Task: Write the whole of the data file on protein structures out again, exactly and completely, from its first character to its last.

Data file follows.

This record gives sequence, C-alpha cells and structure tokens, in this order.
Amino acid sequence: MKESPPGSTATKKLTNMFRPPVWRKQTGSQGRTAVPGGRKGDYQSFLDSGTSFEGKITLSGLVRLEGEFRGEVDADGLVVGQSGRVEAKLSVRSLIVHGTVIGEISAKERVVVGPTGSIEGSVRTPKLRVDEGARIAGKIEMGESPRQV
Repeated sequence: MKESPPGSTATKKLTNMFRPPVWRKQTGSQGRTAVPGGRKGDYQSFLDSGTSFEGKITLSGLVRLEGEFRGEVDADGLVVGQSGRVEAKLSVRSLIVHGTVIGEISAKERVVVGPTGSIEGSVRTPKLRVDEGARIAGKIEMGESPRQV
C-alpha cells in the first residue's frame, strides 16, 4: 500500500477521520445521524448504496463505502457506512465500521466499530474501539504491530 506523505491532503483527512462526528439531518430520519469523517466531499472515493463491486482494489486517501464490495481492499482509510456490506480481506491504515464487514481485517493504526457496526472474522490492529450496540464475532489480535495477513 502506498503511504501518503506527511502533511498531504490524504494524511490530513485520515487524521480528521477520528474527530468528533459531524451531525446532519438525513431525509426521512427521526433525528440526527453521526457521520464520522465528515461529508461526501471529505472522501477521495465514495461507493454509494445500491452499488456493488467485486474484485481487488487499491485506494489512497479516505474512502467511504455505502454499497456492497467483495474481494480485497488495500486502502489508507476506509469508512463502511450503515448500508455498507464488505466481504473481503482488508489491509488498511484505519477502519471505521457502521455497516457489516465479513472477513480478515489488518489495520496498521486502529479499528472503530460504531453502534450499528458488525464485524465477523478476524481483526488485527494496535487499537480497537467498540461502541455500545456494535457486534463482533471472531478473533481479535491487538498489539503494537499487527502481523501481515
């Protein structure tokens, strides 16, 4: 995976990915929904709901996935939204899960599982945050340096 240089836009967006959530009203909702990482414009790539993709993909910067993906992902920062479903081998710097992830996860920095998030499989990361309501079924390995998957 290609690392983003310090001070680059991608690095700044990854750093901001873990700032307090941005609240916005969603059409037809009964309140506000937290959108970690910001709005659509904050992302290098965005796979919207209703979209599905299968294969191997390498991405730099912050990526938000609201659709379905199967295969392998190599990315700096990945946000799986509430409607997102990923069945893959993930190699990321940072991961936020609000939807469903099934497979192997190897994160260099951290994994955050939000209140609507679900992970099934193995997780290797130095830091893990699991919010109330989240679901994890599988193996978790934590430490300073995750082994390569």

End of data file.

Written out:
This record gives sequence, C-alpha cells and structure tokens, in this order.
Amino acid sequence: MKESPPGSTATKKLTNMFRPPVWRKQTGSQGRTAVPGGRKGDYQSFLDSGTSFEGKITLSGLVRLEGEFRGEVDADGLVVGQSGRVEAKLSVRSLIVHGTVIGEISAKERVVVGPTGSIEGSVRTPKLRVDEGARIAGKIEMGESPRQV
Repeated sequence: MKESPPGSTATKKLTNMFRPPVWRKQTGSQGRTAVPGGRKGDYQSFLDSGTSFEGKITLSGLVRLEGEFRGEVDADGLVVGQSGRVEAKLSVRSLIVHGTVIGEISAKERVVVGPTGSIEGSVRTPKLRVDEGARIAGKIEMGESPRQV
C-alpha cells in the first residue's frame, strides 16, 4: 500500500477521520445521524448504496463505502457506512465500521466499530474501539504491530 506523505491532503483527512462526528439531518430520519469523517466531499472515493463491486482494489486517501464490495481492499482509510456490506480481506491504515464487514481485517493504526457496526472474522490492529450496540464475532489480535495477513 502506498503511504501518503506527511502533511498531504490524504494524511490530513485520515487524521480528521477520528474527530468528533459531524451531525446532519438525513431525509426521512427521526433525528440526527453521526457521520464520522465528515461529508461526501471529505472522501477521495465514495461507493454509494445500491452499488456493488467485486474484485481487488487499491485506494489512497479516505474512502467511504455505502454499497456492497467483495474481494480485497488495500486502502489508507476506509469508512463502511450503515448500508455498507464488505466481504473481503482488508489491509488498511484505519477502519471505521457502521455497516457489516465479513472477513480478515489488518489495520496498521486502529479499528472503530460504531453502534450499528458488525464485524465477523478476524481483526488485527494496535487499537480497537467498540461502541455500545456494535457486534463482533471472531478473533481479535491487538498489539503494537499487527502481523501481515
């Protein structure tokens, strides 16, 4: 995976990915929904709901996935939204899960599982945050340096 240089836009967006959530009203909702990482414009790539993709993909910067993906992902920062479903081998710097992830996860920095998030499989990361309501079924390995998957 290609690392983003310090001070680059991608690095700044990854750093901001873990700032307090941005609240916005969603059409037809009964309140506000937290959108970690910001709005659509904050992302290098965005796979919207209703979209599905299968294969191997390498991405730099912050990526938000609201659709379905199967295969392998190599990315700096990945946000799986509430409607997102990923069945893959993930190699990321940072991961936020609000939807469903099934497979192997190897994160260099951290994994955050939000209140609507679900992970099934193995997780290797130095830091893990699991919010109330989240679901994890599988193996978790934590430490300073995750082994390569």